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    Rights statement: The final, definitive version of this article has been published in the Journal, Sociological Review, 66 (4), 2018, © SAGE Publications Ltd, 2018 by SAGE Publications Ltd at the Sociological Review page: https://journals.sagepub.com/home/sor on SAGE Journals Online: http://journals.sagepub.com/

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Rethinking the sociology of stigma

Research output: Contribution to journalJournal article

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Rethinking the sociology of stigma. / Tyler, Imogen Elizabeth; Slater, Tom.

In: The Sociological Review, Vol. 66, No. 4, 01.07.2018, p. 721-743.

Research output: Contribution to journalJournal article

Harvard

Tyler, IE & Slater, T 2018, 'Rethinking the sociology of stigma', The Sociological Review, vol. 66, no. 4, pp. 721-743. https://doi.org/10.1177/0038026118777425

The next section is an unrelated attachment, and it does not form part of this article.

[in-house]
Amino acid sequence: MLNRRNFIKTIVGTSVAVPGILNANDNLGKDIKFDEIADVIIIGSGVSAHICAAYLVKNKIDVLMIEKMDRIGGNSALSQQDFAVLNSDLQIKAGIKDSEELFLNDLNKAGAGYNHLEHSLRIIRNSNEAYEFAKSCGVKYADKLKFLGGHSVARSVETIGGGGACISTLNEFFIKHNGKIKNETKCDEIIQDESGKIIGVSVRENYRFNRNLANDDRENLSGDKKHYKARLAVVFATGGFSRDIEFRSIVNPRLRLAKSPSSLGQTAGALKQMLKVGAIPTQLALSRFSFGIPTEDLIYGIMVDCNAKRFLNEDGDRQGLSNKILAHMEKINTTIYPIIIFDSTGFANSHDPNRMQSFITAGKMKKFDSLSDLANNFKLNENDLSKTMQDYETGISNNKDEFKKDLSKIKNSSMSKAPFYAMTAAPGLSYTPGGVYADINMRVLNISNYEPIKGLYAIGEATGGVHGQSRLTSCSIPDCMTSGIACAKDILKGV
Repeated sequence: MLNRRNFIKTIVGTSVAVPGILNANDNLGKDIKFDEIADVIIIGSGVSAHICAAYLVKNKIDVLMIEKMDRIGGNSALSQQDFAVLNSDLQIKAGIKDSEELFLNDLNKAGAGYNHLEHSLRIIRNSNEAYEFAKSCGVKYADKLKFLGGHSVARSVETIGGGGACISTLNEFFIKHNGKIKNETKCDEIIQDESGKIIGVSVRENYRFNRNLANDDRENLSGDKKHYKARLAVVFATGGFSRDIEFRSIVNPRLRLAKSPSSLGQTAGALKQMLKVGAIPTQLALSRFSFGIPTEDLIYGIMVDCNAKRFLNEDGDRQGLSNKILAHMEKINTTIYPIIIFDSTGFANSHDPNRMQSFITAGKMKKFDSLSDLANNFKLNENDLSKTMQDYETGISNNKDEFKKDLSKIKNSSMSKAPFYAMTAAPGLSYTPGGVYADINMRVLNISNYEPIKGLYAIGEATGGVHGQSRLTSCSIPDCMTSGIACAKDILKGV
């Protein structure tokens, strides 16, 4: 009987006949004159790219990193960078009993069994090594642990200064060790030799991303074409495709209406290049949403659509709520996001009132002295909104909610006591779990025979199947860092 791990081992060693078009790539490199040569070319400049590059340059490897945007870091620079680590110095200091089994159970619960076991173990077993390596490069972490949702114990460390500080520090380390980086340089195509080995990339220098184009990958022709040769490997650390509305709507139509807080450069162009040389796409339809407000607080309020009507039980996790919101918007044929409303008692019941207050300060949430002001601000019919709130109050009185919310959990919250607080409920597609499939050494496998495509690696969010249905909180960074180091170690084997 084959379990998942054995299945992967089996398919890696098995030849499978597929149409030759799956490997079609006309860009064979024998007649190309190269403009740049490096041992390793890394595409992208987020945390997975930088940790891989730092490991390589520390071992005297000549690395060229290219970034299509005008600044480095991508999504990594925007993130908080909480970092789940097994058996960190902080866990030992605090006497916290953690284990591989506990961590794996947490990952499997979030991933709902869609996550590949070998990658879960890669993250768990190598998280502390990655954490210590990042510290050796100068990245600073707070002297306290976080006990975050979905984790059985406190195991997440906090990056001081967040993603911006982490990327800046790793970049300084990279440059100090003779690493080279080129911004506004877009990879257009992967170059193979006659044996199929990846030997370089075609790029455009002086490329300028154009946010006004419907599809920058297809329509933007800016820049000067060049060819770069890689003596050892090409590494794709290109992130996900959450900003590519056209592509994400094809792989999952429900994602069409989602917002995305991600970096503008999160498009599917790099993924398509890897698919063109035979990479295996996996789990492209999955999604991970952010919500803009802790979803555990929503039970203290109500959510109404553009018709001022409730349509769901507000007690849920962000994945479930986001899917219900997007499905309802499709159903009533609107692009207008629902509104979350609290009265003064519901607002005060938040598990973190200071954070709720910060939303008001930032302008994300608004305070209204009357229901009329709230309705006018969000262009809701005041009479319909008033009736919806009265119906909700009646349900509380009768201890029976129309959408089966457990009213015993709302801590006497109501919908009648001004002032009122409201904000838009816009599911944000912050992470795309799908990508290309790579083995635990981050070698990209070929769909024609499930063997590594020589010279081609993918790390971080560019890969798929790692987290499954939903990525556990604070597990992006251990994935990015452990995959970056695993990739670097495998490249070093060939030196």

APA

Tyler, I. E., & Slater, T. (2018). Rethinking the sociology of stigma. The Sociological Review, 66(4), 721-743. https://doi.org/10.1177/0038026118777425

Vancouver

Tyler IE, Slater T. Rethinking the sociology of stigma. The Sociological Review. 2018 Jul 1;66(4):721-743. https://doi.org/10.1177/0038026118777425

Author

Tyler, Imogen Elizabeth ; Slater, Tom. / Rethinking the sociology of stigma. In: The Sociological Review. 2018 ; Vol. 66, No. 4. pp. 721-743.

Bibtex

@article{02e17b0bd02d419f9774bff9c4f86e59,
title = "Rethinking the sociology of stigma",